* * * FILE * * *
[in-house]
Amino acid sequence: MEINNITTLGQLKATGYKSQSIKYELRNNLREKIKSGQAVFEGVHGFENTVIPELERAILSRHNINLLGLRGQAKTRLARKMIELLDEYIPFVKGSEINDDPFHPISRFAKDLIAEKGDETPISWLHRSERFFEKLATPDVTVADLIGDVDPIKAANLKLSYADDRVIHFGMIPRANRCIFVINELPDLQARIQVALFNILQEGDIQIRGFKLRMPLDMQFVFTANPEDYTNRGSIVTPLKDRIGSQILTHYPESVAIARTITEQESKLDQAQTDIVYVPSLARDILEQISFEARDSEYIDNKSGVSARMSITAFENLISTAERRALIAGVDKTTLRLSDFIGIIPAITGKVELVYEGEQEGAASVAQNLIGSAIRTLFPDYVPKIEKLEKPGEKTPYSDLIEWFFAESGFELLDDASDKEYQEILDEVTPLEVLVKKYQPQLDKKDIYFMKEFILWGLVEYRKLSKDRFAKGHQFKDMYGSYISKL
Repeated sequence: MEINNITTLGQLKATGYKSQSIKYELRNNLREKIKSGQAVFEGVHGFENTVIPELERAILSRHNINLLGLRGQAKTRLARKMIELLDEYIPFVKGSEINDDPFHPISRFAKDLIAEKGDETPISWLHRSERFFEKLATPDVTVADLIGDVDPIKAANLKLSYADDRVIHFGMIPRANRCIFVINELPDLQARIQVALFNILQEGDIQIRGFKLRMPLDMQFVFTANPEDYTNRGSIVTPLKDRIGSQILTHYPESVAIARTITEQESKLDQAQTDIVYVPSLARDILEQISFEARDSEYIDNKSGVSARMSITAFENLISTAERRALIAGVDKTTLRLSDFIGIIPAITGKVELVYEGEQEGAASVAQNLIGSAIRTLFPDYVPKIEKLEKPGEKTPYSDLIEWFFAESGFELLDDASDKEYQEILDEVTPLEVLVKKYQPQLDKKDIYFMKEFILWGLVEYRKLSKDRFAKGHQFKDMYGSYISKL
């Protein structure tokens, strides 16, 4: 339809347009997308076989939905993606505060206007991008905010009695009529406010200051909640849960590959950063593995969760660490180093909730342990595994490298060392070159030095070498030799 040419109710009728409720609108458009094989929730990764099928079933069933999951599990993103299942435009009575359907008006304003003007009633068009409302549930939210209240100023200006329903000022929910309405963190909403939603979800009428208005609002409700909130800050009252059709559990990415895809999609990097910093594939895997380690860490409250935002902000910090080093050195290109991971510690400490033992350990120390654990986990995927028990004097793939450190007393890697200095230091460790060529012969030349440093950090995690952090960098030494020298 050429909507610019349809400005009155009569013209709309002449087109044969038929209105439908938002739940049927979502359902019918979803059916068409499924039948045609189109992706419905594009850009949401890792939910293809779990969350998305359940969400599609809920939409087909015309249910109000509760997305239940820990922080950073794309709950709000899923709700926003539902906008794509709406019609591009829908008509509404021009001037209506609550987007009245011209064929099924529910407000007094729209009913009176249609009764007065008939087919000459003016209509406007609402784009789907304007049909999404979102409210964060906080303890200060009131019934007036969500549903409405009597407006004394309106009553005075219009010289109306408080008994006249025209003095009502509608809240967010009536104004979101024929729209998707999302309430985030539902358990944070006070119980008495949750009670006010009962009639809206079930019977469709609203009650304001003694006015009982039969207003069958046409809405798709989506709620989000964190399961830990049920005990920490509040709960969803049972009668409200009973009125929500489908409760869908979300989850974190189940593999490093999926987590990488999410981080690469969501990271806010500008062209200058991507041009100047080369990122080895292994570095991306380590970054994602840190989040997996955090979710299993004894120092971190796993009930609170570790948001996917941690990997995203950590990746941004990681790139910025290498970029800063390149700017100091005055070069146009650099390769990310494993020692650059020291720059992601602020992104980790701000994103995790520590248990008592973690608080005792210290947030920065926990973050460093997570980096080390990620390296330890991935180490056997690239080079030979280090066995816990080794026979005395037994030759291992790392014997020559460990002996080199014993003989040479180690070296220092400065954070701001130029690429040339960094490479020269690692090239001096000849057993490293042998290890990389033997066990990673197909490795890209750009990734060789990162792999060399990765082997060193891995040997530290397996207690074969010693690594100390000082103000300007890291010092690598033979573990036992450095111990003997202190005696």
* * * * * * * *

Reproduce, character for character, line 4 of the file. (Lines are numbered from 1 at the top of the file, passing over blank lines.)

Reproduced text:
């Protein structure tokens, strides 16, 4: 339809347009997308076989939905993606505060206007991008905010009695009529406010200051909640849960590959950063593995969760660490180093909730342990595994490298060392070159030095070498030799 040419109710009728409720609108458009094989929730990764099928079933069933999951599990993103299942435009009575359907008006304003003007009633068009409302549930939210209240100023200006329903000022929910309405963190909403939603979800009428208005609002409700909130800050009252059709559990990415895809999609990097910093594939895997380690860490409250935002902000910090080093050195290109991971510690400490033992350990120390654990986990995927028990004097793939450190007393890697200095230091460790060529012969030349440093950090995690952090960098030494020298 050429909507610019349809400005009155009569013209709309002449087109044969038929209105439908938002739940049927979502359902019918979803059916068409499924039948045609189109992706419905594009850009949401890792939910293809779990969350998305359940969400599609809920939409087909015309249910109000509760997305239940820990922080950073794309709950709000899923709700926003539902906008794509709406019609591009829908008509509404021009001037209506609550987007009245011209064929099924529910407000007094729209009913009176249609009764007065008939087919000459003016209509406007609402784009789907304007049909999404979102409210964060906080303890200060009131019934007036969500549903409405009597407006004394309106009553005075219009010289109306408080008994006249025209003095009502509608809240967010009536104004979101024929729209998707999302309430985030539902358990944070006070119980008495949750009670006010009962009639809206079930019977469709609203009650304001003694006015009982039969207003069958046409809405798709989506709620989000964190399961830990049920005990920490509040709960969803049972009668409200009973009125929500489908409760869908979300989850974190189940593999490093999926987590990488999410981080690469969501990271806010500008062209200058991507041009100047080369990122080895292994570095991306380590970054994602840190989040997996955090979710299993004894120092971190796993009930609170570790948001996917941690990997995203950590990746941004990681790139910025290498970029800063390149700017100091005055070069146009650099390769990310494993020692650059020291720059992601602020992104980790701000994103995790520590248990008592973690608080005792210290947030920065926990973050460093997570980096080390990620390296330890991935180490056997690239080079030979280090066995816990080794026979005395037994030759291992790392014997020559460990002996080199014993003989040479180690070296220092400065954070701001130029690429040339960094490479020269690692090239001096000849057993490293042998290890990389033997066990990673197909490795890209750009990734060789990162792999060399990765082997060193891995040997530290397996207690074969010693690594100390000082103000300007890291010092690598033979573990036992450095111990003997202190005696």